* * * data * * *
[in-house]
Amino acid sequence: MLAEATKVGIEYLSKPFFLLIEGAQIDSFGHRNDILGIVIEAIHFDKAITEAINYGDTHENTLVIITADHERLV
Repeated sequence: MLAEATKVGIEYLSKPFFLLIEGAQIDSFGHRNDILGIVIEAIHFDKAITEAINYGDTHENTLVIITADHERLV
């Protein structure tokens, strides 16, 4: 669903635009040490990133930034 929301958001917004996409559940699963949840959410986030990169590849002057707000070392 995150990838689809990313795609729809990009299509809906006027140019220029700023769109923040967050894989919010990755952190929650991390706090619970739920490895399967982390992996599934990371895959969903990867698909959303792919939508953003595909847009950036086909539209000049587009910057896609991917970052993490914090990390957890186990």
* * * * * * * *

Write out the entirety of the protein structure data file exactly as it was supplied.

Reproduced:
[in-house]
Amino acid sequence: MLAEATKVGIEYLSKPFFLLIEGAQIDSFGHRNDILGIVIEAIHFDKAITEAINYGDTHENTLVIITADHERLV
Repeated sequence: MLAEATKVGIEYLSKPFFLLIEGAQIDSFGHRNDILGIVIEAIHFDKAITEAINYGDTHENTLVIITADHERLV
């Protein structure tokens, strides 16, 4: 669903635009040490990133930034 929301958001917004996409559940699963949840959410986030990169590849002057707000070392 995150990838689809990313795609729809990009299509809906006027140019220029700023769109923040967050894989919010990755952190929650991390706090619970739920490895399967982390992996599934990371895959969903990867698909959303792919939508953003595909847009950036086909539209000049587009910057896609991917970052993490914090990390957890186990």